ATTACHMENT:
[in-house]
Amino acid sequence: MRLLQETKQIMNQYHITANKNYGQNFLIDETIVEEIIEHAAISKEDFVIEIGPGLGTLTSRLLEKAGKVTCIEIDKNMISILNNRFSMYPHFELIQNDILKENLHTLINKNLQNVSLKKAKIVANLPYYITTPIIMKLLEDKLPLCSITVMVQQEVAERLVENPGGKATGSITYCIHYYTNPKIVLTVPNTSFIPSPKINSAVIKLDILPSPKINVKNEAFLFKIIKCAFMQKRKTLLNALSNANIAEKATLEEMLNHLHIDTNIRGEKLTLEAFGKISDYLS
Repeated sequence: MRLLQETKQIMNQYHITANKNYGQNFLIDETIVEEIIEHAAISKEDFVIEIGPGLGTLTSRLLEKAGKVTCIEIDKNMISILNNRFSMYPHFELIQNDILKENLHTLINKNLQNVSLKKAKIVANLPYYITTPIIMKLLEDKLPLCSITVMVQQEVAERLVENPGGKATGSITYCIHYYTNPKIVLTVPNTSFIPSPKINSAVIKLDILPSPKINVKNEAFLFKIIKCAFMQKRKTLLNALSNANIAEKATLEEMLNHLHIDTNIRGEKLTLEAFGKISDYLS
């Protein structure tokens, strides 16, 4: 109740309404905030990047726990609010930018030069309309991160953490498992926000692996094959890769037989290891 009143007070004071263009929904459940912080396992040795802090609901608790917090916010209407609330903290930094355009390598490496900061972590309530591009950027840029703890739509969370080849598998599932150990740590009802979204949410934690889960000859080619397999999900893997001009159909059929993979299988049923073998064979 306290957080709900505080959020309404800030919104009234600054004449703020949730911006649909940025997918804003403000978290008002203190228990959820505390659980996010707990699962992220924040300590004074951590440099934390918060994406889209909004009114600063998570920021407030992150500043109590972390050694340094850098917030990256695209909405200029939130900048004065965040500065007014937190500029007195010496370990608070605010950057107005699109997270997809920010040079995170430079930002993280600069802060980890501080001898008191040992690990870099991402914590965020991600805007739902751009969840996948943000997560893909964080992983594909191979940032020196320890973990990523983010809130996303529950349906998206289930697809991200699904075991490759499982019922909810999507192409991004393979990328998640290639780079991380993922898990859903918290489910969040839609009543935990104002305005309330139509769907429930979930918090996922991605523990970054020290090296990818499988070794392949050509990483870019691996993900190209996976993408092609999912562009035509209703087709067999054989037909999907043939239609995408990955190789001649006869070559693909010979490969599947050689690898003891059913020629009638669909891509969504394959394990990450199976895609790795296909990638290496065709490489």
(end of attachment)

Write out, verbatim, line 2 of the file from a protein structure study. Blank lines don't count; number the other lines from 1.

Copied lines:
Amino acid sequence: MRLLQETKQIMNQYHITANKNYGQNFLIDETIVEEIIEHAAISKEDFVIEIGPGLGTLTSRLLEKAGKVTCIEIDKNMISILNNRFSMYPHFELIQNDILKENLHTLINKNLQNVSLKKAKIVANLPYYITTPIIMKLLEDKLPLCSITVMVQQEVAERLVENPGGKATGSITYCIHYYTNPKIVLTVPNTSFIPSPKINSAVIKLDILPSPKINVKNEAFLFKIIKCAFMQKRKTLLNALSNANIAEKATLEEMLNHLHIDTNIRGEKLTLEAFGKISDYLS